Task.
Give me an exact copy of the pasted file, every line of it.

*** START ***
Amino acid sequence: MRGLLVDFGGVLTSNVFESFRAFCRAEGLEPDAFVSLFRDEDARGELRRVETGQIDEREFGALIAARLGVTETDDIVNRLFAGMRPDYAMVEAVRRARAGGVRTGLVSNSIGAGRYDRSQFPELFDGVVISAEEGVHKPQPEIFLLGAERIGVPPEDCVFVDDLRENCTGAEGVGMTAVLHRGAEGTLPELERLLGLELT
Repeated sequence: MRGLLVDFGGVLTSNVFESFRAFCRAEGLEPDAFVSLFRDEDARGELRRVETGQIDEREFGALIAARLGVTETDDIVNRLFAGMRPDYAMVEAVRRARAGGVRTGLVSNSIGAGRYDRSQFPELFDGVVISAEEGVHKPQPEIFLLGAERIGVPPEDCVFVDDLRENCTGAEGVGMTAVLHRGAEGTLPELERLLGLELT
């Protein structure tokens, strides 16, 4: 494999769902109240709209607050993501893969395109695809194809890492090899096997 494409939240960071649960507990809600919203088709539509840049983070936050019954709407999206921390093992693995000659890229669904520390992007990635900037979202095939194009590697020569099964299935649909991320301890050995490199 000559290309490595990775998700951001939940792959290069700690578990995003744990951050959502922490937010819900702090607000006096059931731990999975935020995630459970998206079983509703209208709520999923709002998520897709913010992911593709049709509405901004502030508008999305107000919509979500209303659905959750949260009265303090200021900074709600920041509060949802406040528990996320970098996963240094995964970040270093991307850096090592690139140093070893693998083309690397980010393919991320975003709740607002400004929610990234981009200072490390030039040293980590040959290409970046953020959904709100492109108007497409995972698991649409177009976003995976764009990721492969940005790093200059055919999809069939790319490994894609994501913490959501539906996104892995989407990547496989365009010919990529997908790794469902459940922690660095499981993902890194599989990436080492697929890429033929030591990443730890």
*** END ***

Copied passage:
Amino acid sequence: MRGLLVDFGGVLTSNVFESFRAFCRAEGLEPDAFVSLFRDEDARGELRRVETGQIDEREFGALIAARLGVTETDDIVNRLFAGMRPDYAMVEAVRRARAGGVRTGLVSNSIGAGRYDRSQFPELFDGVVISAEEGVHKPQPEIFLLGAERIGVPPEDCVFVDDLRENCTGAEGVGMTAVLHRGAEGTLPELERLLGLELT
Repeated sequence: MRGLLVDFGGVLTSNVFESFRAFCRAEGLEPDAFVSLFRDEDARGELRRVETGQIDEREFGALIAARLGVTETDDIVNRLFAGMRPDYAMVEAVRRARAGGVRTGLVSNSIGAGRYDRSQFPELFDGVVISAEEGVHKPQPEIFLLGAERIGVPPEDCVFVDDLRENCTGAEGVGMTAVLHRGAEGTLPELERLLGLELT
């Protein structure tokens, strides 16, 4: 494999769902109240709209607050993501893969395109695809194809890492090899096997 494409939240960071649960507990809600919203088709539509840049983070936050019954709407999206921390093992693995000659890229669904520390992007990635900037979202095939194009590697020569099964299935649909991320301890050995490199 000559290309490595990775998700951001939940792959290069700690578990995003744990951050959502922490937010819900702090607000006096059931731990999975935020995630459970998206079983509703209208709520999923709002998520897709913010992911593709049709509405901004502030508008999305107000919509979500209303659905959750949260009265303090200021900074709600920041509060949802406040528990996320970098996963240094995964970040270093991307850096090592690139140093070893693998083309690397980010393919991320975003709740607002400004929610990234981009200072490390030039040293980590040959290409970046953020959904709100492109108007497409995972698991649409177009976003995976764009990721492969940005790093200059055919999809069939790319490994894609994501913490959501539906996104892995989407990547496989365009010919990529997908790794469902459940922690660095499981993902890194599989990436080492697929890429033929030591990443730890």